Old Testament Vs New Testament
The Old Testament is the first division and the only source for the history of Israel and Judah, the earliest material dates back to 12th century BC. The Old Testament is similar to the Hebrew Bible and varies primarily in the order of books. In the Old Testament the Book of Malachi is placed last whereas in the Hebrew Bible the Book of Chronicles comes last. The Greek translation of the Bible, known as Septuagint, forms the basis of the Orthodox churches as well as Eastern Old Testament. The Latin translation of the Septuagint known as the Vetus Latina originally formed the basis of the Old Testaments in the Western churches, and was later replaced by Jerome’s Vulgate. Protestant churches follow the Biblia Hebraica Stuttgartensia.
The first record of the New Testament – Ryland Library Papyrus P52, is found dated between 117 and 138 A.D. The original texts have been written by various authors in Koine Greek. Later these books were made into a single volume and consist of a twenty-seven book canon or set.
Differences in Content
The Old Testament is written with a vocabulary of 5,800 words whereas the New Testament is written with a vocabulary of 4,800 words.
The contents and order of books of the Old Testament varies in different churches. The Orthodox communion has 51 books and the Protestant communion has 39 books. The books include the Codex Vaticanus, Codex Sinaiticus, Codex Alexandrinus and Peshitta. There are books of poetry, thanksgiving, wisdom proverbs and prophets.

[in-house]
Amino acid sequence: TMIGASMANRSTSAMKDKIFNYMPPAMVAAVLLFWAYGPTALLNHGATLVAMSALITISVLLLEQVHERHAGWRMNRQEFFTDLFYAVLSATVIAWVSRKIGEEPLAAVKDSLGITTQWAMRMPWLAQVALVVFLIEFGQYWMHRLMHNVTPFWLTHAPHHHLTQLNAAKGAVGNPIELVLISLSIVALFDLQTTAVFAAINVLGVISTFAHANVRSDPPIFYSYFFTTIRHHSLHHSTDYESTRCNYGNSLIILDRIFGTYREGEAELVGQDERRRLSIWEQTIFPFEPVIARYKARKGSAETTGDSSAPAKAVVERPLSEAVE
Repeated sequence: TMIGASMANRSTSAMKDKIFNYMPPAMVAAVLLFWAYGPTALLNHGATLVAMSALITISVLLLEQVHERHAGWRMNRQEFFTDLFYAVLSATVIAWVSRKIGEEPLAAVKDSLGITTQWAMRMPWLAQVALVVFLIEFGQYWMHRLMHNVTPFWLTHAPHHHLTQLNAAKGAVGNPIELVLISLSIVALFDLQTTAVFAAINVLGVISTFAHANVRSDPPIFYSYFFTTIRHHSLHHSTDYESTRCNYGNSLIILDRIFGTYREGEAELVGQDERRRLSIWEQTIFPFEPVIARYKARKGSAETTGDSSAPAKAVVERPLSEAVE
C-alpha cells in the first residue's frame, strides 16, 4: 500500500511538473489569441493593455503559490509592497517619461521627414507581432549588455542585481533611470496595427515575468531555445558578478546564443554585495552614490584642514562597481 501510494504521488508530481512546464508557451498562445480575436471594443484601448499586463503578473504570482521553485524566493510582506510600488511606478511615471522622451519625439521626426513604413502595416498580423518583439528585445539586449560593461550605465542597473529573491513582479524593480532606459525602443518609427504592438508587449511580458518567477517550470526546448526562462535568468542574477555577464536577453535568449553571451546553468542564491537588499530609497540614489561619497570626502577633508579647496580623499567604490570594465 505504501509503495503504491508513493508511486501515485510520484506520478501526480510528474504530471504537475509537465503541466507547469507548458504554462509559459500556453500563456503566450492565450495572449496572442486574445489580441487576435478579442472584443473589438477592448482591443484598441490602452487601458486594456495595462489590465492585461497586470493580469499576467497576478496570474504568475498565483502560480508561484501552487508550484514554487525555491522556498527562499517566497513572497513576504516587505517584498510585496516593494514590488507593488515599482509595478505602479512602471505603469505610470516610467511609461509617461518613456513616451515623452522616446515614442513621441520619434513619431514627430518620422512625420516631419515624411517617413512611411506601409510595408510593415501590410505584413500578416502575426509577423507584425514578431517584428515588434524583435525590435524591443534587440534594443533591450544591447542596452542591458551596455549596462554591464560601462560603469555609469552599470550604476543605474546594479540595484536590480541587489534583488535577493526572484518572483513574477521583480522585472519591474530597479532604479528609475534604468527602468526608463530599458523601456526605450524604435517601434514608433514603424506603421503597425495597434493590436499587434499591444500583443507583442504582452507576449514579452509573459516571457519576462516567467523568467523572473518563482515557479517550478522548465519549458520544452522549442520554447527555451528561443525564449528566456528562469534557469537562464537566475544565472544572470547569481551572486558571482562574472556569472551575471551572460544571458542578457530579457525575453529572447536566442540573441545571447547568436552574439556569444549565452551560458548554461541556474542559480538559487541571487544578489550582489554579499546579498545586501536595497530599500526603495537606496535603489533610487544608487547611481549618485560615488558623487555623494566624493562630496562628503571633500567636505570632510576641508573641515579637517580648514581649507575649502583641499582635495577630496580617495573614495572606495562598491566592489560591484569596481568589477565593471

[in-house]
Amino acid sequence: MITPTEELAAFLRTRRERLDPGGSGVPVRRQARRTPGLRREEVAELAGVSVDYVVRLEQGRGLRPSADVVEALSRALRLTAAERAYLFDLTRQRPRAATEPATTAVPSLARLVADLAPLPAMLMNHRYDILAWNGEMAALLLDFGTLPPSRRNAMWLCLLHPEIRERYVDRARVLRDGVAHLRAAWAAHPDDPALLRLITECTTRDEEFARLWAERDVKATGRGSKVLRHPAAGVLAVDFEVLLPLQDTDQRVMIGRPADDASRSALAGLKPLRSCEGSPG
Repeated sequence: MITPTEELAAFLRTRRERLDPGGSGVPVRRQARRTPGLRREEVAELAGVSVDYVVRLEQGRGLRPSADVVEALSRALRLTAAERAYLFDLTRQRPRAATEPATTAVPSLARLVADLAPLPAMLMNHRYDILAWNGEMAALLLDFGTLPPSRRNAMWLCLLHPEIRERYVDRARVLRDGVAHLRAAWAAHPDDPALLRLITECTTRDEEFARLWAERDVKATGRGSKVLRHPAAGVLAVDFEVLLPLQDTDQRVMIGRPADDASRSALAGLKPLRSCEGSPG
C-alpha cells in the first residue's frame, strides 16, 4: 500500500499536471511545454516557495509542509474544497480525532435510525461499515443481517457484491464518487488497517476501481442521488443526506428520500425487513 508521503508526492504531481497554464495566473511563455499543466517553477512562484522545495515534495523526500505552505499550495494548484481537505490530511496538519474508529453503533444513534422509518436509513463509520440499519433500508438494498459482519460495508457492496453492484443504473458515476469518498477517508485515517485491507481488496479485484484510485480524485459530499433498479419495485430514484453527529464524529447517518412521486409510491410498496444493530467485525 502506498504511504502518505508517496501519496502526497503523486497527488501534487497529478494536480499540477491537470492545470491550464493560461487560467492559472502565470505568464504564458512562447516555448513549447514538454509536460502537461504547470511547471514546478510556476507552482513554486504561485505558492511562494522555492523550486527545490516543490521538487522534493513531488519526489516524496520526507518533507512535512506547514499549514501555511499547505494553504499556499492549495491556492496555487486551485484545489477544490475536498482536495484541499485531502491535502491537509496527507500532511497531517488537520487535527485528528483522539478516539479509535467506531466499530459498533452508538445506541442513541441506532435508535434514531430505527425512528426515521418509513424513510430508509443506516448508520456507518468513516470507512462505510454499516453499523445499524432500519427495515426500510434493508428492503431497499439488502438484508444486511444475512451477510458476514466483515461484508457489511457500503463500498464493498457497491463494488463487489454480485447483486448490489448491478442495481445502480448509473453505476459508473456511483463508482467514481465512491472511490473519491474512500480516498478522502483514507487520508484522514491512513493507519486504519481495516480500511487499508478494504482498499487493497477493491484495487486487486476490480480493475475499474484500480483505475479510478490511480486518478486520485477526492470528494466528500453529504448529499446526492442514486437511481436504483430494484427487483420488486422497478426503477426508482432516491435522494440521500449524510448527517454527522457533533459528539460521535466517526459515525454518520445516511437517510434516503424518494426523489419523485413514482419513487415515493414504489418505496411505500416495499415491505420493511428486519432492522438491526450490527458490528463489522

The New testament may contain additional books such as Tobit, Judith, Wisdom of Solomon, Wisdom of Jesus Seirach, Baruch to name a few, and also some additions to other sections of the Bible. The New Testament contains the gospels, which are the four narratives of Jesus’ life and death, narratives of the Apostles’ ministries, epistles which are twenty one early letters written by different authors, and an Apocalyptic Prophecy. These books focus on the life of Christ, his teachings and also a book of prophecy that predicts the end of time.
Teachings of the Old vs the New Testament
The Old Testament provides the basis of the present day Judeo-Christian faith. It talks about the history of how the world was created, exodus of Israelites, and the Ten Commandments given to Moses by God, and also includes real life stories. The function of this text is to teach people through the experiences of people throughout history. Several books also foretell the arrival of the Messiah and the end of the world.
The New Testament, on the other hand, focuses more on the life and teachings of Jesus and the Christian church. The stories are narrated through gospels and emphasize the importance of the sacrifice of Jesus. The function of the New Testament is to lead people to follow the example of Jesus more closely. The other books, written by various authors also talk about the end of the world and last battle between good and evil.
A Comparative Study